Do you have an insurance policy that you think is not needed anymore? Or do you have a policy that your agent convinced you to buy, and now feel is not suited to your need? We often find investors taking an insurance policy at the end of the financial year just to save more tax. The result: Of course you do save some tax, however, you may also end up with a policy that you actually may not need. But this does not mean you need to be stuck with the policy through its entire course.
Almost all insurance policies (with the exception of a term plan) have some sort of exit option that could be exercised, although they come at a cost. So when and how do you exit such life insurance policies that you don’t need anymore?
Exiting in the initial phase of the policy
• The Free look period: The earliest exit option provided by insurance companies (and mandated by IRDA) is the free look period. The free look period entitles every policy holder 15-days from the receipt of the policy to rethink over the purchase. So in case you feel you have been mis-sold, or are not happy with the policy you could return it to the insurance company and request for a premium return. The insurance company returns the premium amount after deducting charges towards medical tests, stamp duty and service charges. These charges would not be refunded.
• Letting the policy lapse: If you have missed the free look period, the easiest way to exit a policy during the initial years is to let the policy lapse. In fact, there is no other way, but to let the policy lapse, as insurance companies do not provide any exit option in the first three policy years. Stop paying your premiums and your policy lapses. Do remember, you would not receive anything if the policy lapses and all your premiums would be lost.
Term plans do not have any exit option beyond the free look period. Hence it is best to let it lapse.
Exiting after three years
Insurance companies offer the following exit options after the policy has completed three policy years.
• Surrendering the policy: Policy surrender is a voluntary termination of the insurance policy, before its maturity. When you surrender an insurance policy, the insurer pays you a lump sum amount known as the cash value or surrender value. From the regular premiums that you pay, a part goes towards investments and the remaining goes towards the life cover. This invested portion accumulates as the cash value during the course of the policy, and is paid out on surrender of the policy (net of all charges). Cash value accumulates as long as the policy exists. In the early years of the policy, this value remains pretty low. It increases as the policy moves closer to maturity. Insurance companies offer a guaranteed surrender value of around 30% of the total premiums paid subsequent to the first year.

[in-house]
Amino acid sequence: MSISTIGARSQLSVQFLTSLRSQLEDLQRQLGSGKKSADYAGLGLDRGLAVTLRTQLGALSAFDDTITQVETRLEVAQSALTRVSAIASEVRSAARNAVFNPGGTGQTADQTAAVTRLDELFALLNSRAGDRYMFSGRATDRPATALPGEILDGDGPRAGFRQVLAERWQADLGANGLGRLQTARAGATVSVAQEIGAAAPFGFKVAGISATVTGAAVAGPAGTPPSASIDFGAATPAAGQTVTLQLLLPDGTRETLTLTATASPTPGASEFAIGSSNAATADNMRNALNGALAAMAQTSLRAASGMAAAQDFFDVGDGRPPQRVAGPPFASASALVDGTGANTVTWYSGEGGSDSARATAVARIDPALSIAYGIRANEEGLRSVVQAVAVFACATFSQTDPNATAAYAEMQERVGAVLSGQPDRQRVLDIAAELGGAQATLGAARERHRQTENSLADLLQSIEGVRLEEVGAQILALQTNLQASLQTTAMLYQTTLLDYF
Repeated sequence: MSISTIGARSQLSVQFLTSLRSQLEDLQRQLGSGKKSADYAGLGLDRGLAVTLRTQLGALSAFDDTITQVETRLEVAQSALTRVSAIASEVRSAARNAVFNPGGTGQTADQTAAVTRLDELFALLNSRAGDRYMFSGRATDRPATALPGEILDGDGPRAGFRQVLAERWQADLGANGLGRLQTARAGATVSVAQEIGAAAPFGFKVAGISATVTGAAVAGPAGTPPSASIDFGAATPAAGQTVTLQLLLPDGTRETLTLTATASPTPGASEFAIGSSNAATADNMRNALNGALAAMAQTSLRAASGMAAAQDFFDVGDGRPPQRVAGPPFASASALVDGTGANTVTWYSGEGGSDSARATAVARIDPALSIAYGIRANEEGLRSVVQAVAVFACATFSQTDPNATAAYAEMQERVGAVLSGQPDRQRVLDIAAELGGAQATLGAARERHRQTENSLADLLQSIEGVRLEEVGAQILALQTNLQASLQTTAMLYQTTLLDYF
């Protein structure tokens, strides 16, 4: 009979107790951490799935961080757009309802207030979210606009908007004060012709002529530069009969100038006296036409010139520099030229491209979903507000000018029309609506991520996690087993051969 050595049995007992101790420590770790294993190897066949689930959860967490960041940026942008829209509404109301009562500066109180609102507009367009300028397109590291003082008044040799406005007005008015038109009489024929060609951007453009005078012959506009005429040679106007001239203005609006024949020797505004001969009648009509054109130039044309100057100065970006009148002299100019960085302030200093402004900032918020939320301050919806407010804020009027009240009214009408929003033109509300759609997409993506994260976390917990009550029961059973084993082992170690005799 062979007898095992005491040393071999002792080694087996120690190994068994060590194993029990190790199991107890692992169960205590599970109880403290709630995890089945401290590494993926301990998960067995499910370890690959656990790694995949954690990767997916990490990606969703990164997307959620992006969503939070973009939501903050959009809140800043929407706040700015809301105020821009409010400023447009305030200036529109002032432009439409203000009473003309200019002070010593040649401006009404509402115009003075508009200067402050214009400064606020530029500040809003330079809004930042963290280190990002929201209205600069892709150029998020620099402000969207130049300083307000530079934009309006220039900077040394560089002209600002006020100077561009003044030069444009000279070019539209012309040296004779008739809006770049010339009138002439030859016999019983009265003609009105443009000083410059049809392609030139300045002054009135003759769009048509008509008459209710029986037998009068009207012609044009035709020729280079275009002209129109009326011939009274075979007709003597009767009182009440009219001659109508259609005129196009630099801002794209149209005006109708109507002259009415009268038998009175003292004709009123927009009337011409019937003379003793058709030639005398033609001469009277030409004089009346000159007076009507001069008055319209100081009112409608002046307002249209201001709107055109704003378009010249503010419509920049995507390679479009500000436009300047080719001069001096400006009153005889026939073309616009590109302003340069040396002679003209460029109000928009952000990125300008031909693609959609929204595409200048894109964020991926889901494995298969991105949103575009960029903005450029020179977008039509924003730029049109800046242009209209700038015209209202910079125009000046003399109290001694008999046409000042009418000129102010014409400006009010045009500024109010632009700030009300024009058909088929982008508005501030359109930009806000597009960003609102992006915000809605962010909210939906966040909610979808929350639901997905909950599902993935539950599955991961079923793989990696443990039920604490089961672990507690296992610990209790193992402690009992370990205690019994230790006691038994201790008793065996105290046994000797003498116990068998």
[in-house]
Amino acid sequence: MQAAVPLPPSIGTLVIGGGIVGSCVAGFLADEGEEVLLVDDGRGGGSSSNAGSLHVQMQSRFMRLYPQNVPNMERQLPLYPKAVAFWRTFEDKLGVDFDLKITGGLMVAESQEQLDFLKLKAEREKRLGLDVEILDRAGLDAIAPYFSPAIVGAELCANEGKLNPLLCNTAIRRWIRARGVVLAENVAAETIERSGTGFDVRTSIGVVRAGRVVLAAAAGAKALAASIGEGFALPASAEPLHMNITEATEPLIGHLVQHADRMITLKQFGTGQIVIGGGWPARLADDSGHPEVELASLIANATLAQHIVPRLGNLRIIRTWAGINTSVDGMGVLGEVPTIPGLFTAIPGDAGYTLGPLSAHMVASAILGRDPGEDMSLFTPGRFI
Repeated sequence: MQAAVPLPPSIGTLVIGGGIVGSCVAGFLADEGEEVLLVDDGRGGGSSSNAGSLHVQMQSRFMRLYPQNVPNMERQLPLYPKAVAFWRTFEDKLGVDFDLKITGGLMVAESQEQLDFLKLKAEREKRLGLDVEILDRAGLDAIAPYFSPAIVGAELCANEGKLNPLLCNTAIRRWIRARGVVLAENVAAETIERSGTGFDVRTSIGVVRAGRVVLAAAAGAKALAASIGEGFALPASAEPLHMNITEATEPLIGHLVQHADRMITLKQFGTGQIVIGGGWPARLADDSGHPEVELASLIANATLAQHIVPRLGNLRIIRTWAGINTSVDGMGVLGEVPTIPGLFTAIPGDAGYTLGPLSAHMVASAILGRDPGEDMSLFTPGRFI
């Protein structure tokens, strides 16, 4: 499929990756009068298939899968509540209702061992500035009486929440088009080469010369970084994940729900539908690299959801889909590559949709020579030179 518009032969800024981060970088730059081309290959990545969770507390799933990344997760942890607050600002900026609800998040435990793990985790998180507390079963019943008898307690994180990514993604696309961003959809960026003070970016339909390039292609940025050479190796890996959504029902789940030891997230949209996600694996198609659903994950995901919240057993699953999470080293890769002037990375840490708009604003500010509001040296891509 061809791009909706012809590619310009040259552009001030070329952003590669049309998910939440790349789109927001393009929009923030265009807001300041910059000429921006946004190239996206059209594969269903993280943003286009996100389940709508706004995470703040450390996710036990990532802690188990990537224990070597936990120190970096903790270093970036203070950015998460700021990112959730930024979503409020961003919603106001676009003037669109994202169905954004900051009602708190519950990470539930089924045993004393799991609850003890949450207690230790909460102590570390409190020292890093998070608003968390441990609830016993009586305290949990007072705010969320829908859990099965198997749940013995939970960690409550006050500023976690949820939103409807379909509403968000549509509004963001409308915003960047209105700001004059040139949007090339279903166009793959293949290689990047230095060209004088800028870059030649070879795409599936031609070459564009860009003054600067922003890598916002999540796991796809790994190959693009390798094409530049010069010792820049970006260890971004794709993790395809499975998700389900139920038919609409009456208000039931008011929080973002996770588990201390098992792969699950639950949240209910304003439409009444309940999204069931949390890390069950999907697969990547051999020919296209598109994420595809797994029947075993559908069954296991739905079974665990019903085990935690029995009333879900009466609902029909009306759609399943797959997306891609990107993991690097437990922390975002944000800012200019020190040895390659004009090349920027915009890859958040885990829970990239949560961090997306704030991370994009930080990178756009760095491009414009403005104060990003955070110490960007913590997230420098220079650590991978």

• Letting the policy become paid up: Instead of completely exiting a policy, you could also opt to make your traditional endowment plans paid up. In a paid-up policy, you could discontinue paying your premiums. The policy does not go void but continues at a reduced sum assured. This reduced sum assured is known as the paid-up value. All additional benefits, future bonuses and dividends attached to the policy would be lost in such a policy. Any bonuses accrued in the first three years however would be paid on maturity. For example: Suppose you have an insurance policy with a sum assured of Rs. 10,00,000 for 10 years and you have already completed paying premiums for the first 3 years. The paid up value would be calculated as below.
• Timing the market: If you are exiting your unit linked plan, your units would be redeemed at the prevailing NAV on the date of redemption. Check to see the market sentiments and behavior before exiting. Giving up a market linked plan, when the markets are low is not advisable.
When you should hold on to the policy
Insurance policies especially unit linked plans, prove to be more rewarding as the years pass on, as by then insurers would have already recovered the expenses on the policy. As the policy matures, the benefits in store are huge. So if you are towards the maturity of your policy with around 3-5 years remaining, it is wise to hold on.
If you plan to exit an insurance policy and wish to reinvest the proceeds in an alternative investment, make sure your new option would not only earn you superior returns but also has the potential to recover the losses that you have incurred in exiting the insurance policy. Also, do not exit a life insurance policy, if you do not have any other life insurance. Your life should be covered at all times.
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